This paper recently appeared in International Journal of Sustainability in Higher Education. It explores students’ sense of community and belonging in an online course on environmental and sustainable education during times of physical distancing as a result of the COVID-19 pandemic. Using a case study approach, the results show that students perceived a sense of community that was collectively build during the four week program. Sense of community was linked to and facilitated by the learning environment and the educators’ and students’ role throughout the course. Prominent factors here are interaction and inclusion created with mutual effort by design, the educator and student.
This research arose after the course ELS-31806 Environmental Education and Learning for Sustainability was converted as an ‘offline’ course into an online course due to COVID-19. The original content of the course enables students to systematically discuss important concerns in the development of an effective curriculum and/or operation for the environment and sustainable development using a range of instrumental and emancipatory approaches. But foremost ELS-31806 is a course that has always been, well appreciated and highly valued by participants for its highly experiential and hands-on approach.
However, due to COVID-19 this year’s course (2020) was changed into a less experiential on-line format mediated by Zoom for interaction and by Brightspace for course structure and organisation. This somewhat ad-hoc and sudden departure from the traditional successful format, lowered the instructors, and probably also, the students’ expectations about the course’ ability to create a vibrant learning community. Yet, contrary to pre-course expectations, ‘something’ (i.e. a sense) arose over the course of four weeks online education that both students and staff considered to be special or meaningful. These hunches got confirmed several weeks after by Wageningen UR’s student evaluation system PACE which revealed that the students highly valued the course.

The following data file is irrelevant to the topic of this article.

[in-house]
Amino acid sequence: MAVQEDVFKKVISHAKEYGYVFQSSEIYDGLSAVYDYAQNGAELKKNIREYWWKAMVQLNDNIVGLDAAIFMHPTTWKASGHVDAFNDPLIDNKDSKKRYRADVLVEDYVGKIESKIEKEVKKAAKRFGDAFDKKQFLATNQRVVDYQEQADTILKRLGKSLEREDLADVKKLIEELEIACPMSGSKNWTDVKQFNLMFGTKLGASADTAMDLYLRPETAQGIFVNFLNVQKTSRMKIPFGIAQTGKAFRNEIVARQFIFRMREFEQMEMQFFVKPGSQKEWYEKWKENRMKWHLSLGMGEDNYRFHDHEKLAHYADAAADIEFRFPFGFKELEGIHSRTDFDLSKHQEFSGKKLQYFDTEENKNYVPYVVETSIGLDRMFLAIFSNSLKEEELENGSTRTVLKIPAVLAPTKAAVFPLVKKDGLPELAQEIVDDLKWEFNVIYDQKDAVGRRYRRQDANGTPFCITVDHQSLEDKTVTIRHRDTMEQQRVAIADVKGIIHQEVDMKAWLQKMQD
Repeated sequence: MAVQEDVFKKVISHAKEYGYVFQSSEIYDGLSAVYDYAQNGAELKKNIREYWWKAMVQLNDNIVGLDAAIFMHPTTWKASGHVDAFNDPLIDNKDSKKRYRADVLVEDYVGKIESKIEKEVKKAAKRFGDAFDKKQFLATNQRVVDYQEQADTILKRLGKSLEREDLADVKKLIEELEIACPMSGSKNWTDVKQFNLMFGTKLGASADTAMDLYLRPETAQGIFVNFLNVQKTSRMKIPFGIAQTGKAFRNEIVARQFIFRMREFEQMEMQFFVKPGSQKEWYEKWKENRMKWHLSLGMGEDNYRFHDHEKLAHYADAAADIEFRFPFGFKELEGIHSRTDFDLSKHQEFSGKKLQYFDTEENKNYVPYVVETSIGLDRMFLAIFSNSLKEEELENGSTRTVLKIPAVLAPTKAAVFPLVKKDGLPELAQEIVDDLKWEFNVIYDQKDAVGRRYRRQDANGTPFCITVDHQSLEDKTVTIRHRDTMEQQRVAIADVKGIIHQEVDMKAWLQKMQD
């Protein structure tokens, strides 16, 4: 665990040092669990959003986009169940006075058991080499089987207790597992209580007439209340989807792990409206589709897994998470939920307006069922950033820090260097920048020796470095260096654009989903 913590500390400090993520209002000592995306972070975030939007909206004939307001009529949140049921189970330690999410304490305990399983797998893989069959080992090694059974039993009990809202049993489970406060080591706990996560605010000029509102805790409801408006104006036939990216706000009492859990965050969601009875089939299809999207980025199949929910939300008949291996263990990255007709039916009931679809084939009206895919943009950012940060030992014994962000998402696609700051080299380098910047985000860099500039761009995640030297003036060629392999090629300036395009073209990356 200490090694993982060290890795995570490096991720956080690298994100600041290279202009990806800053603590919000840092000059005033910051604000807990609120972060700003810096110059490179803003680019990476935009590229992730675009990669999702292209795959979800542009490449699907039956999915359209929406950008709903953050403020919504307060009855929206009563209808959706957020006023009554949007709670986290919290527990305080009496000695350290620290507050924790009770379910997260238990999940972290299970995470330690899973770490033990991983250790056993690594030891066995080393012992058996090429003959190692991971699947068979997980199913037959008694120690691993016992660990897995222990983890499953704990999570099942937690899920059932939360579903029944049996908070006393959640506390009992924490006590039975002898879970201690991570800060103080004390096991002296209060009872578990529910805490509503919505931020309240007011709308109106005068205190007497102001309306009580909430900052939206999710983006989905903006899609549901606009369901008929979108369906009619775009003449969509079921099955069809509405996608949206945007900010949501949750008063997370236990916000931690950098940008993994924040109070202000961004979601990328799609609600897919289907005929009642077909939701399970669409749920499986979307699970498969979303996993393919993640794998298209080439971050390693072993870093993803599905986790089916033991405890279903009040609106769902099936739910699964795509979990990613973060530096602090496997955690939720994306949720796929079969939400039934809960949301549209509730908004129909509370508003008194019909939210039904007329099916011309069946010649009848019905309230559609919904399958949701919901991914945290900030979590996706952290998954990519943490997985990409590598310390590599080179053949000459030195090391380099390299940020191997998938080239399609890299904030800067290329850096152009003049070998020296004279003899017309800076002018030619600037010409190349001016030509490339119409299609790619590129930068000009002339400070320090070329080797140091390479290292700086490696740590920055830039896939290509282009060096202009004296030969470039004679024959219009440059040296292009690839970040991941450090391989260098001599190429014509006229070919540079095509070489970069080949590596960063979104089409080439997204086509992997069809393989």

We were intrigued by the question of how this online edition evoked similar, or nearly similar outcomes to its offline counterpart. After first checking whether our hunches were right about the course and what might explain the high evaluation marks, we centre in the paper’s main question:
What are key characteristics of an online course that fosters subjectification (personal development and inner-sustainability in relation to others and the other) and creates a sense of community?
The paper was led by former MsC student Robbert Hesen and co-authored by myself and ELS Postdoc Rebekah Tauritz.
Hesen, R., Wals, A.E.J. and Tauritz, R.L. (2022), “Creating a sense of community and space for subjectification in an online course on sustainability education during times of physical distancing”, International Journal of Sustainability in Higher Education, Vol. 23 No. 8, pp. 85-104. https://doi.org/10.1108/IJSHE-07-2021-0270
Triggered by these results we decided to investigate what might explain these results.